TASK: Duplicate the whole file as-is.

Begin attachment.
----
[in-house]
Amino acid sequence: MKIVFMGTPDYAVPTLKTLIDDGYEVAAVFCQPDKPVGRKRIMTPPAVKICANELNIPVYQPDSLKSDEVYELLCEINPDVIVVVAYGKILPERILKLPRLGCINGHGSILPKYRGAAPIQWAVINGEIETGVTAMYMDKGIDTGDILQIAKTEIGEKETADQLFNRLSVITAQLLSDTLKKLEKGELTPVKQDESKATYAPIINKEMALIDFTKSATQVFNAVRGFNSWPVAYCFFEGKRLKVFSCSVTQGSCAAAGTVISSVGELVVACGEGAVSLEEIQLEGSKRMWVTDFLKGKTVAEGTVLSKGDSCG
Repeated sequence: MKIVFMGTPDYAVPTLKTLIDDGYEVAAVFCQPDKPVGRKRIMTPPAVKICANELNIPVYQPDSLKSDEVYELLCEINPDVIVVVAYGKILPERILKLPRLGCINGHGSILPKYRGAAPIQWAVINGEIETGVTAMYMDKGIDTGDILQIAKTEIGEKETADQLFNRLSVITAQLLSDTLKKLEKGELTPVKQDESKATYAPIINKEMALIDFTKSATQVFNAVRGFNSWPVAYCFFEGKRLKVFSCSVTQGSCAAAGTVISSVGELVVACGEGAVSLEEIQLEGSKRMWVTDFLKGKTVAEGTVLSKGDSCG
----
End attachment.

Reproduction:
[in-house]
Amino acid sequence: MKIVFMGTPDYAVPTLKTLIDDGYEVAAVFCQPDKPVGRKRIMTPPAVKICANELNIPVYQPDSLKSDEVYELLCEINPDVIVVVAYGKILPERILKLPRLGCINGHGSILPKYRGAAPIQWAVINGEIETGVTAMYMDKGIDTGDILQIAKTEIGEKETADQLFNRLSVITAQLLSDTLKKLEKGELTPVKQDESKATYAPIINKEMALIDFTKSATQVFNAVRGFNSWPVAYCFFEGKRLKVFSCSVTQGSCAAAGTVISSVGELVVACGEGAVSLEEIQLEGSKRMWVTDFLKGKTVAEGTVLSKGDSCG
Repeated sequence: MKIVFMGTPDYAVPTLKTLIDDGYEVAAVFCQPDKPVGRKRIMTPPAVKICANELNIPVYQPDSLKSDEVYELLCEINPDVIVVVAYGKILPERILKLPRLGCINGHGSILPKYRGAAPIQWAVINGEIETGVTAMYMDKGIDTGDILQIAKTEIGEKETADQLFNRLSVITAQLLSDTLKKLEKGELTPVKQDESKATYAPIINKEMALIDFTKSATQVFNAVRGFNSWPVAYCFFEGKRLKVFSCSVTQGSCAAAGTVISSVGELVVACGEGAVSLEEIQLEGSKRMWVTDFLKGKTVAEGTVLSKGDSCG